After the parachutists exited the airplane, the flight returned to the airport and entered the downwind leg at 750 feet. Flaps were extended and when turning to final approach, the pilot stated that the airplane encountered a high sink rate. Before the pilot could correct the situation, the airplane collided with 20 foot tall trees approximately 300 feet short of the runway.
During a daytime flight, maneuvering at 8,500 feet msl, a parachute jumper exited the airplane to position on the right wing strut in preparation for the jump. The jumper’s reserve parachute inadvertently opened and the jumper was pulled from the strut and impacted the leading edge of the right horizontal stabilizer bending the spar. The airplane landed safely without further incident.
Pilot was flying a group of sport parachutists on a jump run, and noticed a pilot parachute out of its pack. The pilot yelled at parachutist but he stepped onto the aircraft wing strut. The parachute deployed and pulled the parachutist off the strut. The parachute became momentarily entangled with the horizontal stabilizer. The pilot landed the aircraft safely. The parachutist landed safely.
With the door open and preparing to jump, a skydiver had premature deployment of his main parachute. He jumped out the door and his parachute became entangled in the elevator of the airplane. The pilot said the airplane pitched down and the other skydivers immediately exited the airplane. The skydiver whose parachute was entangled with the tail, cut away his parachute and used his reserved chute for landing.
Engine quit on final approach while returning from dropping parachutists. A forced landing was made in a field and the aircraft collided with a ditch on rollout. Post crash examination of the aircraft by faa inspectors indicated the left fuel tank contained one pint of fuel and the right fuel tank contained 1 gallon of fuel. Aircraft information indicated 1.5 gallons of fuel is unusable in each tank. The engine operated normally after the accident and there was no pre or post crash fuel leakage from the aircraft.
The airplane had landed following a sport parachute flight. During the landing roll the nose wheel separated from the strut. The nose strut dug into the sod runway & the airplane nosed over inverted. An faa inspector examined the airplane & noted that the nut & bolt which secured the nose wheel was absent. It was not located. He stated that there was no evidence that the bolt had broken. No maintenance to the nose wheel had been recorded recently, & the last annual inspection was logged 8 months & 72 flight hours before the accident.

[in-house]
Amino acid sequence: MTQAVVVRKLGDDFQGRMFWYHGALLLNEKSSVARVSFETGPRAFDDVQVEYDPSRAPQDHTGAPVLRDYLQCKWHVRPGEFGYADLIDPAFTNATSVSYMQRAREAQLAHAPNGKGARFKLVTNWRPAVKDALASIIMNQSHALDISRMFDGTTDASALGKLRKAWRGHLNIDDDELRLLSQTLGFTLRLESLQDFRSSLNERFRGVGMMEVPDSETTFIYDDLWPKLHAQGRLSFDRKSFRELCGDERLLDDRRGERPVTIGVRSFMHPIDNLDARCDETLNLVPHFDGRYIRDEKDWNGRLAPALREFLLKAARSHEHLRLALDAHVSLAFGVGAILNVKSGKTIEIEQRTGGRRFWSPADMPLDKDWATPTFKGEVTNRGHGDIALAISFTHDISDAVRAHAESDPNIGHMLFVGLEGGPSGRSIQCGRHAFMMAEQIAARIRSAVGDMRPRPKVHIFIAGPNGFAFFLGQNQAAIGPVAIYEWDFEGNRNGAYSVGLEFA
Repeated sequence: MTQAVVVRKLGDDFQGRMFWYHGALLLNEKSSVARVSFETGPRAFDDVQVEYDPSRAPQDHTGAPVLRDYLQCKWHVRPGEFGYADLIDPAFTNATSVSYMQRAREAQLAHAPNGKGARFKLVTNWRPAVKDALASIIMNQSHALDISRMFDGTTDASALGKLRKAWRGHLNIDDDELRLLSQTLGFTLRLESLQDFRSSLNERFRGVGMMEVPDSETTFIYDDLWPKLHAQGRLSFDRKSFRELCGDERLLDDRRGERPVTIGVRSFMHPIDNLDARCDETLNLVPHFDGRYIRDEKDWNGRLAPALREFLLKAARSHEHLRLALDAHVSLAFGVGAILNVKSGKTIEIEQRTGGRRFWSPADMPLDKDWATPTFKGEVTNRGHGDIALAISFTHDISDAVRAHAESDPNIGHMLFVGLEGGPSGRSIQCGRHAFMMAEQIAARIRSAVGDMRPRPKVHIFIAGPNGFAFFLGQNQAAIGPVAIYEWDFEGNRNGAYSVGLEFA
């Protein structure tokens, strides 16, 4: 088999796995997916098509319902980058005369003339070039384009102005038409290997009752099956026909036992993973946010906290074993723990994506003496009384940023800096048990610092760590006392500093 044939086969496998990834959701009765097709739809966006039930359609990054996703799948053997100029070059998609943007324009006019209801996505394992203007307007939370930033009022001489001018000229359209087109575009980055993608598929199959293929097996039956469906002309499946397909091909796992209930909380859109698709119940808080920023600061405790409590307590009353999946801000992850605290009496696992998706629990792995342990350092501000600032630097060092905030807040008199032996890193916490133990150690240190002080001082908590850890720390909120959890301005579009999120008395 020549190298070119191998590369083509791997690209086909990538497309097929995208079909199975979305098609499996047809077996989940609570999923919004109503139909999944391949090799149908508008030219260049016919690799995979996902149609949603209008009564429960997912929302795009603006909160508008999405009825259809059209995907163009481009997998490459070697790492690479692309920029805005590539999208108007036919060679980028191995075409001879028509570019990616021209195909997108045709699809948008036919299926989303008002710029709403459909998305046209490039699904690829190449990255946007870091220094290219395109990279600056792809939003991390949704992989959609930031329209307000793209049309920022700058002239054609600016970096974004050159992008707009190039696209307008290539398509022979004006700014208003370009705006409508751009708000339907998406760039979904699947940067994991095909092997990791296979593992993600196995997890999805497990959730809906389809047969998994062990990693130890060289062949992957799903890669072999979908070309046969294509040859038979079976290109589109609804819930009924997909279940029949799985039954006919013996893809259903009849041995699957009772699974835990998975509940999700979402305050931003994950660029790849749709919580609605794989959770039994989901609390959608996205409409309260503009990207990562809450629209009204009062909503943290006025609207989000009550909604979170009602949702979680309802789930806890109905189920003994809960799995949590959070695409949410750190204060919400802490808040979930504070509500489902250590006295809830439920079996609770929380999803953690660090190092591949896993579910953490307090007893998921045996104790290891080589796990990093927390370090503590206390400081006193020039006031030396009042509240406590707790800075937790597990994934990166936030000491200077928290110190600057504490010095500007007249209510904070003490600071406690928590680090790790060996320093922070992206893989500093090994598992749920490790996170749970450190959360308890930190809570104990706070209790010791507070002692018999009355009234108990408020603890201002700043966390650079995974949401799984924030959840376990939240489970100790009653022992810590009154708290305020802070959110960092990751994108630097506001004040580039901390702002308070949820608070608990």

As the jumpmaster and student jumper backed into the door of the airplane in preparation for a tandem jump, he had a uncommanded deployment of his reserve parachute, that dragged them out the door. The jumpers went under the left horizontal stabilizer while the canopy went over the top. After a few seconds, the parachute shroud lines cut through the horizontal stabilizer and deformed the left elevator
As the first parachutist was preparing to jump from the wing at an altitude of 12,000 feet, his reserve parachute release handle became attached to some part of the airplane. Before he could react, the parachute opened and pulled him from the wing. The partially deployed chute wrapped around the right horizontal stabilizer, slamming him against the aircraft. The right stabilizer broke away and the jumper descended to a safe landing under the deployed canopy..
The pilot lost control of the airplane after a parachute line from a student jumper became entangled with the horizontal stabilizer and elevator trim tab. According to the pilot, the airplane became uncontrollable and entered a flat spin. Unable to arrest the spin, the pilot and other jumpers parachuted out the airplane; the airplane crashed in the woods unattended.
The flight was in level cruise and 3 of the 4 jumpers were positioned on the step ready to jump. The reserve chute on one of the jumpers accidently deployed and was sucked forward and over the right wing leading edge. The jumper was pulled forward and over the wing, and in the process, hit his head on the wing leading edge and substantially damaged the internal wing structure. As the jumper’s chute deployed over the wing, the aircraft was rolled inverted. The other jumpers jumped and parachuted to the ground safely.